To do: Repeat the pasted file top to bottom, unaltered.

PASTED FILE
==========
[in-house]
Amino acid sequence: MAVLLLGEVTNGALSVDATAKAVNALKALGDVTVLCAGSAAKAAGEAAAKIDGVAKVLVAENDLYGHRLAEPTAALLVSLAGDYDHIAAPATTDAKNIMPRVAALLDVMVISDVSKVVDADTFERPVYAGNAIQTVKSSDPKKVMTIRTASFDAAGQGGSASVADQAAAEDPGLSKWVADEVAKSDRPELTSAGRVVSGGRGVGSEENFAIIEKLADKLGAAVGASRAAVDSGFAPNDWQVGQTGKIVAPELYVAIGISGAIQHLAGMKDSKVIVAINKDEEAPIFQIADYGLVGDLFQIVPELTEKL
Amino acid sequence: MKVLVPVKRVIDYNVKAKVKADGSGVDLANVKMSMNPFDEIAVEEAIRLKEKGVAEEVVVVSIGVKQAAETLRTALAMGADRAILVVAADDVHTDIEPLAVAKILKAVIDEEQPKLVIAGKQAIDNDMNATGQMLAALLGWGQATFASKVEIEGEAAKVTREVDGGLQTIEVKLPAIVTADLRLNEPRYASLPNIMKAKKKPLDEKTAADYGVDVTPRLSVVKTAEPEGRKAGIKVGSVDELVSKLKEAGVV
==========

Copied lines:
[in-house]
Amino acid sequence: MAVLLLGEVTNGALSVDATAKAVNALKALGDVTVLCAGSAAKAAGEAAAKIDGVAKVLVAENDLYGHRLAEPTAALLVSLAGDYDHIAAPATTDAKNIMPRVAALLDVMVISDVSKVVDADTFERPVYAGNAIQTVKSSDPKKVMTIRTASFDAAGQGGSASVADQAAAEDPGLSKWVADEVAKSDRPELTSAGRVVSGGRGVGSEENFAIIEKLADKLGAAVGASRAAVDSGFAPNDWQVGQTGKIVAPELYVAIGISGAIQHLAGMKDSKVIVAINKDEEAPIFQIADYGLVGDLFQIVPELTEKL
Amino acid sequence: MKVLVPVKRVIDYNVKAKVKADGSGVDLANVKMSMNPFDEIAVEEAIRLKEKGVAEEVVVVSIGVKQAAETLRTALAMGADRAILVVAADDVHTDIEPLAVAKILKAVIDEEQPKLVIAGKQAIDNDMNATGQMLAALLGWGQATFASKVEIEGEAAKVTREVDGGLQTIEVKLPAIVTADLRLNEPRYASLPNIMKAKKKPLDEKTAADYGVDVTPRLSVVKTAEPEGRKAGIKVGSVDELVSKLKEAGVV